empathy-influence

"I’ve become convinced that a big part of learning to be a mature adult in your relationships with others is knowing when to empathize, and when to influence. If you’re all influence all the time, people will eventually catch wind of it and you’ll wind up with no friends. On the other hand, if you’re all empathy, people will only value you in relationships to the extent that you validate them at your own expense. And when the tough times come around and you’re getting the short end of the stick, you will lack the requisite power to influence the relationship’s dynamic. And if you try and speak up once the power dynamic has been thrown way off, the relationship will begin to disintegrate. And they will blame you.”

- Caspian Collins

I don’t think Caspian Collins is a famous relationship expert or anything. Just a friend of a friend of a friend. I found this on Facebook. It reflects something I’ve been thinking about a lot recently. After my last relationship ended, I felt so badly hurt that the “empathy” part of a relationship, whether it be with friends, family or potential romantic partners, felt really beyond me. I just didn’t have it in me to be empathetic. So I’ve spent a lot of time as the influencer. Seeking validation to account for what I (felt) I didn’t have for a while. It’s a forgivable crime, but it’s good to be aware of things like this as you mature. I’m grateful for the insights of others.

gather the children and hide your pride
we’ve got a lonely night
sing the spindle from tack to thimble
i might, i might

from where flies that light in your eyes
slow dive sweet hot and sharp my senses
the past, the future and similar tenses
spy on the maker the lowly creator
i might, i might

so here i am baby
come and take me
take me by the hand

i know you’re a rational man
he said don’t breathe just take my hand
once you are my favorite friend
everything will become different again

gather the children and hide your eyes
i’ve got a real surprise
sing the spindle from tack to thimble
i might, i might

here i am baby
take me by the hand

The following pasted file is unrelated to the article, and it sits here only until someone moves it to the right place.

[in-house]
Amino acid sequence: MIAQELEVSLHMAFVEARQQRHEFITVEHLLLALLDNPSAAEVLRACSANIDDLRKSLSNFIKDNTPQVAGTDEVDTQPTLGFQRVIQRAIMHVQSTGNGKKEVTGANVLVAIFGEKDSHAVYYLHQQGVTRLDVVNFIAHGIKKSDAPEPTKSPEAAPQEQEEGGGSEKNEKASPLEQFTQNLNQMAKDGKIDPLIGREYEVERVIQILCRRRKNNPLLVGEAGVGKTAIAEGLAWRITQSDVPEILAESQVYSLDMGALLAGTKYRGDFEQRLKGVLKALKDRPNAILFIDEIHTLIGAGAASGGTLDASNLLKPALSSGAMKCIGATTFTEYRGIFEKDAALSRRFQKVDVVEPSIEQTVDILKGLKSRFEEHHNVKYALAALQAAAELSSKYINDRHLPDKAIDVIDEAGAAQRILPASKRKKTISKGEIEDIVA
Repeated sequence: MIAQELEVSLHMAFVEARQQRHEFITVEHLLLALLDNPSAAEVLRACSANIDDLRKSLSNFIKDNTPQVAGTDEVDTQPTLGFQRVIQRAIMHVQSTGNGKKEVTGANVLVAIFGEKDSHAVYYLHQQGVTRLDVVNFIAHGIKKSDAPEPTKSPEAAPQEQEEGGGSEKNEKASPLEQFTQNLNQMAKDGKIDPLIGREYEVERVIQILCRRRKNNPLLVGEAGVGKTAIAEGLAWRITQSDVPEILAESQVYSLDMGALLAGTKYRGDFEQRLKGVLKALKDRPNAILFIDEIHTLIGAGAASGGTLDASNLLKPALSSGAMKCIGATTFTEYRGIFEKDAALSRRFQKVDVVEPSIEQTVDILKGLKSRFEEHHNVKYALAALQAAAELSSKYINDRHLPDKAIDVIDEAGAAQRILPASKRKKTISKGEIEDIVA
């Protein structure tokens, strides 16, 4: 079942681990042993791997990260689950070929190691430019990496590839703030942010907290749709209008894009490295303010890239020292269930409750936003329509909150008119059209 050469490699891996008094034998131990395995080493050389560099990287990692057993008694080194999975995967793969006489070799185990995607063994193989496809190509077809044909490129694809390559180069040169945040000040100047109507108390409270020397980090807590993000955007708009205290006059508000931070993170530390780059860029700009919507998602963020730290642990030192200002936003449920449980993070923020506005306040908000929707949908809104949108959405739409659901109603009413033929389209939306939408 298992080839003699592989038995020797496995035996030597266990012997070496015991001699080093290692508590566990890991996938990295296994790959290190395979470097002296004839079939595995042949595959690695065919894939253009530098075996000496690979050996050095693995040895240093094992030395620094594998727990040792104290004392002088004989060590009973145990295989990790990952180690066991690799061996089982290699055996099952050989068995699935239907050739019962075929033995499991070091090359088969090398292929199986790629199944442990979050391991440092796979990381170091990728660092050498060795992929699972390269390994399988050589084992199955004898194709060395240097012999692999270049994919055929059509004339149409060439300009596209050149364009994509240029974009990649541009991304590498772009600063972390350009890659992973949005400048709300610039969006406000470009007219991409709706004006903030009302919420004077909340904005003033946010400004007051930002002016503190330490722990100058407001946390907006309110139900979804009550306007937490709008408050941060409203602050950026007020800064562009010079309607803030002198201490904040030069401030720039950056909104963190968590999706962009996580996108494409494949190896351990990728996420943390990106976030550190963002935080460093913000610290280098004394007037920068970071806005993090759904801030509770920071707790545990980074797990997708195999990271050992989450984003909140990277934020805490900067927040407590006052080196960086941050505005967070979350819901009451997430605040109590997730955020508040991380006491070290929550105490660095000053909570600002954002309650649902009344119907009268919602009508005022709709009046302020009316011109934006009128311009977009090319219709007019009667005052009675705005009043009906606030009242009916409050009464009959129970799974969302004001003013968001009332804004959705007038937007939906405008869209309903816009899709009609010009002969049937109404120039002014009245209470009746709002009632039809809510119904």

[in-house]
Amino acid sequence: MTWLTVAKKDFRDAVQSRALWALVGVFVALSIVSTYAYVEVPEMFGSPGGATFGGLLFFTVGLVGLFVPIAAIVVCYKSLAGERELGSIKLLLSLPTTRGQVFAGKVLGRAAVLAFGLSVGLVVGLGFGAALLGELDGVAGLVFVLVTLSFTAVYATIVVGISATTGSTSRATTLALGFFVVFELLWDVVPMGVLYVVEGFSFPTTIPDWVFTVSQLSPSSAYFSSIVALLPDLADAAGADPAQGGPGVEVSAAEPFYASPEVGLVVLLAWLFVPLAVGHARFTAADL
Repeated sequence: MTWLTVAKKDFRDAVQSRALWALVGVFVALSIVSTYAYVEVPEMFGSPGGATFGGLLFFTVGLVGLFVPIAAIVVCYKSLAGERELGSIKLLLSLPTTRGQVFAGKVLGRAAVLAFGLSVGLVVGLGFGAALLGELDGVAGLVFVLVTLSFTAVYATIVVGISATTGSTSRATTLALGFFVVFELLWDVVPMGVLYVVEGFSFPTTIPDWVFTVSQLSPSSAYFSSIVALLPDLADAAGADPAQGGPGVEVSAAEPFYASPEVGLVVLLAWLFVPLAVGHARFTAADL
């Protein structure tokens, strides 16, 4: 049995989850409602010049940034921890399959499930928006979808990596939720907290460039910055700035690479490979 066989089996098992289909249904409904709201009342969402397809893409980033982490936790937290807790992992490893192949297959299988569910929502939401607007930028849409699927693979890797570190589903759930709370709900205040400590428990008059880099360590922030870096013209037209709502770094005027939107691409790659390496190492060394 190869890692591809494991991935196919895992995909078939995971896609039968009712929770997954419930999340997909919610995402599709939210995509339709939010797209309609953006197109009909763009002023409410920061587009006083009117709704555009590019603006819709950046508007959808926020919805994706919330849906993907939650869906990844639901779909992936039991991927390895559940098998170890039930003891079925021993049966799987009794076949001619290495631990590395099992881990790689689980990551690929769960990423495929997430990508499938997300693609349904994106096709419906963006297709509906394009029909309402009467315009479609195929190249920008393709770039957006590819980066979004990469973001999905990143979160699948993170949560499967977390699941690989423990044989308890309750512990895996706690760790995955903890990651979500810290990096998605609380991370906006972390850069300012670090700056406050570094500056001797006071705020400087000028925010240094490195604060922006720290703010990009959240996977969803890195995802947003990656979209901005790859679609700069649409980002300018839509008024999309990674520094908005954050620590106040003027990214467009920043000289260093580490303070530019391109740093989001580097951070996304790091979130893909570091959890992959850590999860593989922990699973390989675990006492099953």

i know you’re a rational man
well we all do what we can

you know that it is the end
when quietly everything becomes secret again.

For those of us whose vision is ineluctably drawn toward the mystery dimensions, life requires not explanation, but attention.

Stephen Larsen

Julie Mejia and Matt Luczak, The New York Pop Conceptualists

command piece VI

Imagine for me 

A spiral staircase rising from a marble floor.

You climb it and appear on a flat roof. A dirigible descends from the sky; its bottom partition slides open and an ambassador invites you in. He indicates a castle lodged between the clouds. 

If you come with us, he says, the castle is yours forever, and you’ll only confront death if  you so choose. That’s our magic. 

The entryway to the staircase, meanwhile, is swelling shut. The clouds rapidly obscure the castle (it’s storm season). The ambassador is checking his watch.

Do you

A) Join him aboard the dirigible?

B) Go back down the staircase (while you still have time)?

C) Shoot the ambassador?

Choose wisely!

aporia

I decided I’d have nothing to say to him until I wrote the story out.

My computer is crashing, my body is breaking, the nerves in my hand crisp and tighten ‘round my palm. They freeze and thaw with no seeming logic. A shame because my ability to write and play piano depends on them. If I can’t make, I can’t think.

I navigate the means through paralysis and cash in my yang-impulses, generative energies, at the leather drum. No articulate motions of the fingers necessary.  It’s an instrument of Apollo.

I give up drinking. I’m always in the sun. Without announcement Dionysus became nothing more than the devil on my shoulder. He who dissolves into the background when you meet his gaze.

I get stronger, I tone my muscles. The vigor required to keep a beat atrophies if you fixate on harmony and proper intonation. I eat lamb to brighten my blood, and I’m in the sun all day long.

Fortitude and its discontents. I read Yukio Mishima’s Sun and Steel.

I wrote the story of how I found my spirit husband in the Earth realms by accident. I wrote about falling into the oceans of the mythical unconscious. How to buoy another person in those waters as they do you. In the house of the Jungians it’s perfectly natural. I wrote about psychosis, an inflammation of the psyche, about how schizophrenics are closer to the spirit realms than we are. He says

I don’t want to speak because words have too much meaning

as the diagnosis goes, 

schizophrenics are slaves to language; poets are a master of it.

I hand-copy the story of Cupid and Psyche. I linger on the tasks of Psyche, the girl who gave her heart to Cupid. Who sustained the wounds of an iron bow. Cupid can elevate an arrow at a perfect right angle to his shoulder, can apply the perfect degree of tension to the bow with inhuman exactitude. Cupid can make an arc so elegant and speedy that the air near his target barely shakes.